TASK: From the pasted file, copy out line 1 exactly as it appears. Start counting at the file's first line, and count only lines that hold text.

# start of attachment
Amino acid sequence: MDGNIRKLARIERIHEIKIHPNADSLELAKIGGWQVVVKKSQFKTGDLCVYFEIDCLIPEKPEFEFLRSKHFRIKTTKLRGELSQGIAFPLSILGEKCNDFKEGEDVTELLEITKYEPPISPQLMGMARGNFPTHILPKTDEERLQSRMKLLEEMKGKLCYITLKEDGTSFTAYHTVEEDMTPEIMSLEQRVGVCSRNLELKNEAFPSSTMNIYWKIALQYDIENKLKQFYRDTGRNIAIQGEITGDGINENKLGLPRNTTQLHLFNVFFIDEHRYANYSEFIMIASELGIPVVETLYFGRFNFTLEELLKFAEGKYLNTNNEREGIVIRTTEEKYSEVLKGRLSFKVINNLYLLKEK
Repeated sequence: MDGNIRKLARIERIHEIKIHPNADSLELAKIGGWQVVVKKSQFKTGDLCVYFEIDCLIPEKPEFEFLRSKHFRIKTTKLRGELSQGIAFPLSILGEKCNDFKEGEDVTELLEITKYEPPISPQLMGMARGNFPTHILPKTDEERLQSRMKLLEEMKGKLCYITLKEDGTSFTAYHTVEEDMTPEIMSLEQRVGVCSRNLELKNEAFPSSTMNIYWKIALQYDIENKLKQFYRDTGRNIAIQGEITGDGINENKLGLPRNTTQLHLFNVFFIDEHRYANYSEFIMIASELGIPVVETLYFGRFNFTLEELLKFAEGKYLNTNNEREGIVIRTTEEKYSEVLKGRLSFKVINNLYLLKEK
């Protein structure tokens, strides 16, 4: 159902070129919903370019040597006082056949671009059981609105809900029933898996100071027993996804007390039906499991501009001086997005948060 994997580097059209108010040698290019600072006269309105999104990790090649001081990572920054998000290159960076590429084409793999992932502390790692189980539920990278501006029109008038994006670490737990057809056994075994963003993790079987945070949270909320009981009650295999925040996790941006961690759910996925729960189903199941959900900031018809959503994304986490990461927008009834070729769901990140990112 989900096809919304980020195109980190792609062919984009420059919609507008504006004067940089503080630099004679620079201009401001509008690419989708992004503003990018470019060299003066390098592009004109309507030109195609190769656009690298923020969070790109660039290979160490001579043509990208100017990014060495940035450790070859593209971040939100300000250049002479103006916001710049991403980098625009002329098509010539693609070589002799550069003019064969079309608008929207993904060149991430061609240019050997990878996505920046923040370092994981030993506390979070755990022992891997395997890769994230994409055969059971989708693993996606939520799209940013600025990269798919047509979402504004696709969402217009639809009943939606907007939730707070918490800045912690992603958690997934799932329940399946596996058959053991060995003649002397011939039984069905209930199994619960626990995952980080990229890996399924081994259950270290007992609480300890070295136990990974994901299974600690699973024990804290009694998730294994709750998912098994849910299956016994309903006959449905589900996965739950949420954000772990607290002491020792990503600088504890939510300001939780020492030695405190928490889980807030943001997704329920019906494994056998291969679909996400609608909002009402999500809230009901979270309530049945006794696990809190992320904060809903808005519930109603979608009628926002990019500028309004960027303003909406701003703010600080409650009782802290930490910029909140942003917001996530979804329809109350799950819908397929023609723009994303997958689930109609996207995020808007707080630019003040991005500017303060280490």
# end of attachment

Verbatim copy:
Amino acid sequence: MDGNIRKLARIERIHEIKIHPNADSLELAKIGGWQVVVKKSQFKTGDLCVYFEIDCLIPEKPEFEFLRSKHFRIKTTKLRGELSQGIAFPLSILGEKCNDFKEGEDVTELLEITKYEPPISPQLMGMARGNFPTHILPKTDEERLQSRMKLLEEMKGKLCYITLKEDGTSFTAYHTVEEDMTPEIMSLEQRVGVCSRNLELKNEAFPSSTMNIYWKIALQYDIENKLKQFYRDTGRNIAIQGEITGDGINENKLGLPRNTTQLHLFNVFFIDEHRYANYSEFIMIASELGIPVVETLYFGRFNFTLEELLKFAEGKYLNTNNEREGIVIRTTEEKYSEVLKGRLSFKVINNLYLLKEK